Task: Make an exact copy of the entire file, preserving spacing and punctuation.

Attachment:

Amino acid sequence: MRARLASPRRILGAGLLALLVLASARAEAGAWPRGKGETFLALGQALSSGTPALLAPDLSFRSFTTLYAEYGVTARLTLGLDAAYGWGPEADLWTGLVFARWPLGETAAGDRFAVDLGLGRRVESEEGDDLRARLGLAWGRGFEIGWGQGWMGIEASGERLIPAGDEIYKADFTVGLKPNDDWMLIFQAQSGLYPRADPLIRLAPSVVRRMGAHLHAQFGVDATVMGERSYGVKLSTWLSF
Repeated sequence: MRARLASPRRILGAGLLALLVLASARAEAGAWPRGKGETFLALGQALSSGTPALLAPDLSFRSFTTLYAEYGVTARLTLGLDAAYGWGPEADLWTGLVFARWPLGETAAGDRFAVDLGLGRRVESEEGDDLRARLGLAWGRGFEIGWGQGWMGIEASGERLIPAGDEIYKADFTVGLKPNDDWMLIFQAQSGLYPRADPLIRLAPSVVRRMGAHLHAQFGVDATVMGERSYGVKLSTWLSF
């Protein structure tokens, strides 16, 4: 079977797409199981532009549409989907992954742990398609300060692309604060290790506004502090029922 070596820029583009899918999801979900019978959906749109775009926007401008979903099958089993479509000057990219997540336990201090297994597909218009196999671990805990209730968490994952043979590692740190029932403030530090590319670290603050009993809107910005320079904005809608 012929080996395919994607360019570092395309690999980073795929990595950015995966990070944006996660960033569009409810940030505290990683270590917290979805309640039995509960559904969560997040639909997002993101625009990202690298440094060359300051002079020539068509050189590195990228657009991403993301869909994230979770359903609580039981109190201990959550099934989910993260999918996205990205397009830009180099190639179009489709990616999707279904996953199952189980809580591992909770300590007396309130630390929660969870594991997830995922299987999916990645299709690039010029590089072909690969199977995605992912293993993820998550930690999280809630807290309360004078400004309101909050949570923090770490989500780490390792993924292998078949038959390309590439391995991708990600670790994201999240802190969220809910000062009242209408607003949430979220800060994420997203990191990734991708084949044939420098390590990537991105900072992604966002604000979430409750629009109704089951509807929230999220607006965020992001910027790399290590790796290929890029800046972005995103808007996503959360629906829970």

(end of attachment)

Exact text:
Amino acid sequence: MRARLASPRRILGAGLLALLVLASARAEAGAWPRGKGETFLALGQALSSGTPALLAPDLSFRSFTTLYAEYGVTARLTLGLDAAYGWGPEADLWTGLVFARWPLGETAAGDRFAVDLGLGRRVESEEGDDLRARLGLAWGRGFEIGWGQGWMGIEASGERLIPAGDEIYKADFTVGLKPNDDWMLIFQAQSGLYPRADPLIRLAPSVVRRMGAHLHAQFGVDATVMGERSYGVKLSTWLSF
Repeated sequence: MRARLASPRRILGAGLLALLVLASARAEAGAWPRGKGETFLALGQALSSGTPALLAPDLSFRSFTTLYAEYGVTARLTLGLDAAYGWGPEADLWTGLVFARWPLGETAAGDRFAVDLGLGRRVESEEGDDLRARLGLAWGRGFEIGWGQGWMGIEASGERLIPAGDEIYKADFTVGLKPNDDWMLIFQAQSGLYPRADPLIRLAPSVVRRMGAHLHAQFGVDATVMGERSYGVKLSTWLSF
């Protein structure tokens, strides 16, 4: 079977797409199981532009549409989907992954742990398609300060692309604060290790506004502090029922 070596820029583009899918999801979900019978959906749109775009926007401008979903099958089993479509000057990219997540336990201090297994597909218009196999671990805990209730968490994952043979590692740190029932403030530090590319670290603050009993809107910005320079904005809608 012929080996395919994607360019570092395309690999980073795929990595950015995966990070944006996660960033569009409810940030505290990683270590917290979805309640039995509960559904969560997040639909997002993101625009990202690298440094060359300051002079020539068509050189590195990228657009991403993301869909994230979770359903609580039981109190201990959550099934989910993260999918996205990205397009830009180099190639179009489709990616999707279904996953199952189980809580591992909770300590007396309130630390929660969870594991997830995922299987999916990645299709690039010029590089072909690969199977995605992912293993993820998550930690999280809630807290309360004078400004309101909050949570923090770490989500780490390792993924292998078949038959390309590439391995991708990600670790994201999240802190969220809910000062009242209408607003949430979220800060994420997203990191990734991708084949044939420098390590990537991105900072992604966002604000979430409750629009109704089951509807929230999220607006965020992001910027790399290590790796290929890029800046972005995103808007996503959360629906829970």